Died on Tuesday, 14th August 1917, age 19.
Buried in Grave VI. F. 16. at Dernancourt Communal Cemetery Extension, Somme, France.
Army Service Corps, 42nd Divisional Supply Column.
Son of Henry and Lucy Marshall, of Summerhill, Tipton, Staffs.
Born: Tipton, Enlisted: Wolverhampton, Resident: Tipton.
First landed France & Flanders, post 31st December 1915.
Medal entitlement: British War Medal, Victory Medal.
Soldier's Papers at National Archives did not survive.
Commemorated on the Tipton Library, and St. John's memorials.
Commemorated here because he appears on a Tipton memorial.
Link to Commonwealth War Graves Site: www.cwgc.org/find-war-dead/casualty/426976/
Birth of George Marshall registered March quarter 18989 in Dudley.
Caravan, Horseley Fields, Upper Church Lane, Tipton, Staffs.
Henry Marshall (49, Labourer for Horse Dealer, born Chipping Norton), his wife Lucy (47, born Uttoxeter), and their 4 children: Louisa (19, born Pelsall), Henry (9, born Norton Canes), Job (5, born Norton Canes), and George (3, born Tipton).
30 Moat Road, Summerhill, Tipton, Staffs.
Henry Marshall (59, Horse Driver, born Tewkesbury), his wife Lucy (57, born Uttoxeter), and 2 of their 8 surviving children of 11: Job (16, Colliery Lad - Above ground, born Norton Canes), and George (13, School, born Tipton).
Marriage of George Marshall and Emily Harvey registered September quarter 1916 in Dudley.
Birth of George Marshall registered June quarter 1917 in Dudley.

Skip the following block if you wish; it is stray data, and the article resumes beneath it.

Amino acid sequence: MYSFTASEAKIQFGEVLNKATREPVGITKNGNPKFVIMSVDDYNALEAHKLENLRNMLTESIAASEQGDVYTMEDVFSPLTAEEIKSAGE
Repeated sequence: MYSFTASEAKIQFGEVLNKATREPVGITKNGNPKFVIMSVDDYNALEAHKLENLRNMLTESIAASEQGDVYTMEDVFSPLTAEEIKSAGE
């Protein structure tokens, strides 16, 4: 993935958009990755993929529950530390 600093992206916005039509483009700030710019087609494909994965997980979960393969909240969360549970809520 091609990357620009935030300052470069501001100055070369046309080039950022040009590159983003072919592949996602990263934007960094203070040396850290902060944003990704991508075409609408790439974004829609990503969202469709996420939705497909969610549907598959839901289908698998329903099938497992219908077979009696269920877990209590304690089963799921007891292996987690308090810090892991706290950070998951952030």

George had the prefix 'T' to his Army Service Corps number meaning he was involved with Horse Transport; given his father's occupation as Horse Dealer/Driver this is not a surprise.
George married Emily Harvey in 1916, and they had a son George born in 1917. George's brother Henry (or Harry) also joined up but never left England; he was later killed in a motor cycle accident.
In December 1917 George's widow, Emily, received his outstanding army pay and allowances of £6/8/11d (6 pounds, 8 shillings and 11 pence). In November 1919 she also recieved his War Gratuity of £3/0/0d.
'Soldiers Died in the Great War' records George as 'Died' which means from an accident or sickness, not due to enemy action. George's "Soldier's Effects" show that he died in the 56th Casualty Clearing Station which was adjacent to Dernancourt Communal Cemetery Extension where George is buried. Dernancourt is close to Albert at the south end of the Somme, in August 1917 was quite a distance behind the front line.
Birmingham Daily Post 14th September 1917
RANK AND FILE: MIDLANDS MEN.
The following casualties amongst warrant officers, non-commissioned officers, and men are reported under various dates:
A.S.C., Marshall, T/290141, G., (Tipton).